Παρασκευή, 31 Οκτωβρίου 2014

Ένας «LED» ωκεανός στον Τιτάνα. Cassini sees sunny seas on Titan

Ο ωκεανός του Τιτάνα φωτοβολεί καθώς τον χτυπά ο Ήλιος. This near-infrared, color mosaic from NASA's Cassini spacecraft shows the sun glinting off of Titan's north polar seas. While Cassini has captured, separately, views of the polar seas and the sun glinting off of them in the past, this is the first time both have been seen together in the same view. The sunglint, also called a specular reflection, is the bright area near the 11 o'clock position at upper left. This mirror-like reflection, known as the specular point, is in the south of Titan's largest sea, Kraken Mare, just north of an island archipelago separating two separate parts of the sea. This particular sunglint was so bright as to saturate the detector of Cassini's Visual and Infrared Mapping Spectrometer (VIMS) instrument, which captures the view. It is also the sunglint seen with the highest observation elevation so far -- the sun was a full 40 degrees above the horizon as seen from Kraken Mare at this time -- much higher than the 22 degrees seen in PIA18433. Because it was so bright, this glint was visible through the haze at much lower wavelengths than before, down to 1.3 microns. The southern portion of Kraken Mare (the area surrounding the specular feature toward upper left) displays a "bathtub ring" -- a bright margin of evaporate deposits -- which indicates that the sea was larger at some point in the past and has become smaller due to evaporation. The deposits are material left behind after the methane & ethane liquid evaporates, somewhat akin to the saline crust on a salt flat. The highest resolution data from this flyby -- the area seen immediately to the right of the sunglint -- cover the labyrinth of channels that connect Kraken Mare to another large sea, Ligeia Mare. Ligeia Mare itself is partially covered in its northern reaches by a bright, arrow-shaped complex of clouds. The clouds are made of liquid methane droplets, and could be actively refilling the lakes with rainfall. The view was acquired during Cassini's August 21, 2014, flyby of Titan, also referred to as "T104" by the Cassini team. The view contains real color information, although it is not the natural color the human eye would see. Here, red in the image corresponds to 5.0 microns, green to 2.0 microns, and blue to 1.3 microns. These wavelengths correspond to atmospheric windows through which Titan's surface is visible. The unaided human eye would see nothing but haze. Credit: NASA/JPL-Caltech/University of Arizona/University of Idaho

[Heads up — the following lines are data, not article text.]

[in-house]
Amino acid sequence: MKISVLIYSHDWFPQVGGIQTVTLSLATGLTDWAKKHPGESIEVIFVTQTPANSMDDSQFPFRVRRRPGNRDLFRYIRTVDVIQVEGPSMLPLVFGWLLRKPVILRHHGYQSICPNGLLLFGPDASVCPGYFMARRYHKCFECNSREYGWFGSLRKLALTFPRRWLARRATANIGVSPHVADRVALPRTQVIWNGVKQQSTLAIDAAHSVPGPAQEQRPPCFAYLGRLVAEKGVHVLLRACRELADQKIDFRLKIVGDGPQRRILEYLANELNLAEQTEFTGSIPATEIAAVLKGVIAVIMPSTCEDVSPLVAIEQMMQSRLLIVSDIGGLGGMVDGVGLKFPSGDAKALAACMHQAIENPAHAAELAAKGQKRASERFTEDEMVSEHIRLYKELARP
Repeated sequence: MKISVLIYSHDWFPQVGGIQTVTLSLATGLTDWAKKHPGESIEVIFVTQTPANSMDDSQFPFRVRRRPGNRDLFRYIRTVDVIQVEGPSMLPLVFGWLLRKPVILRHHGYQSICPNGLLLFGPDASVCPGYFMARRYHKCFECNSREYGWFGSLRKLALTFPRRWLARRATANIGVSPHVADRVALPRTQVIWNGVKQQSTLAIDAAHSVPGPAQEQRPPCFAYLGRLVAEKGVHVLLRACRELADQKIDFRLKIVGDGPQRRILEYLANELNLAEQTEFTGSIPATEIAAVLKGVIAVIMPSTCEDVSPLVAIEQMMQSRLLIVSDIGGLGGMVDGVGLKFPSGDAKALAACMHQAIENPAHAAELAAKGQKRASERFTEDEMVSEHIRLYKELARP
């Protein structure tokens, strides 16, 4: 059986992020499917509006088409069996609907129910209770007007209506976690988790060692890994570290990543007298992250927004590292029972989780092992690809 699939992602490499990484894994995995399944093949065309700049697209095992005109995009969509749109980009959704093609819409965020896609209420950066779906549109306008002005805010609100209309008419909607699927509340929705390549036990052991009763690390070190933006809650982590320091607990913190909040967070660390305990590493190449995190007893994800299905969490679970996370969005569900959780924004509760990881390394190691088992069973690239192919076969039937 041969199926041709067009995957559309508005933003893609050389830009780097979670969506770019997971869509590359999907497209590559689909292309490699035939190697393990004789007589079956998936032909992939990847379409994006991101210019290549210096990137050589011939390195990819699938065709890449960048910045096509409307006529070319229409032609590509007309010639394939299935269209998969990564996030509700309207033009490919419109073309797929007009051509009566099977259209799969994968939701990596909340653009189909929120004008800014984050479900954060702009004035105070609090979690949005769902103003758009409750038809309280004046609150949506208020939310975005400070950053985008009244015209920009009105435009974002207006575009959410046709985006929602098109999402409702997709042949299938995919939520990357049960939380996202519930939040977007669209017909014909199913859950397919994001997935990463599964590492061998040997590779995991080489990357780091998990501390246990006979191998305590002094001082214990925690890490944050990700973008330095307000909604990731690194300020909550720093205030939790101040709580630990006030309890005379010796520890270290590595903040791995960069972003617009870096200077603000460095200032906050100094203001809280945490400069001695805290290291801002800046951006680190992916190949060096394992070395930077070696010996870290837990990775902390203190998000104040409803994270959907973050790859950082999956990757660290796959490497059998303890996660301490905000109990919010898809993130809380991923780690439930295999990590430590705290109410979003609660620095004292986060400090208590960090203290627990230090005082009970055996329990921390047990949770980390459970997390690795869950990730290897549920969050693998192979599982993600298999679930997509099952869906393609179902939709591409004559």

Μια εντυπωσιακή εικόνα έδωσε στη δημοσιότητα η NASA. Πρόκειται για μια σύνθεση από πολλές εικόνες, ένα φωτογραφικό μωσαϊκό όπως το χαρακτηρίζει η NASA, στο οποίο απεικονίζεται η μεγαλύτερη θάλασσα του Τιτάνα να λαμπυρίζει στο Διάστημα. Ο μεγαλύτερος δορυφόρος του Κρόνου βρίσκεται σύμφωνα με τους επιστήμονες σε μια γεωλογική κατάσταση παρόμοια με εκείνη που βρισκόταν η Γη στη βρεφική της ηλικία για αυτό και αποτελεί μόνιμο στόχο παρατήρησης.

Sunglint on a Hydrocarbon Lake: This near-infrared color image shows a specular reflection, or sunglint, off of a hydrocarbon lake named Kivu Lacus on Saturn's moon Titan. Kivu Lacus is a relatively small lake for Titan -- about 48.2 miles (77.5 km) wide -- located very close to the moon's north pole. Image Credit: NASA/JPL-Caltech/University of Arizona/University of Idaho

Στον Τιτάνα υπάρχουν μικρότερες και μεγαλύτερες λίμνες και θάλασσες υγρών υδρογονανθράκων (μεθάνιο, αιθάνιο προπάνιο, βουτάνιο, αιθυλένιο). Η μεγαλύτερη είναι η Θάλασσα Κράκεν (Kraken Mare) που βρίσκεται κοντά στον Νότιο Πόλο του Τιτάνα και στην οποία υπολογίζεται ότι υπάρχουν 45 χιλιάδες χιλιάδες κυβικά χλμ. υγρών υδρογονανθράκων. Σύμφωνα με τους ειδικούς της NASA το λαμπύρισμα προκαλείται από την αντανάκλαση του Ήλιου στη Θάλασσα Κράκεν.

Δεν υπάρχουν σχόλια:

Δημοσίευση σχολίου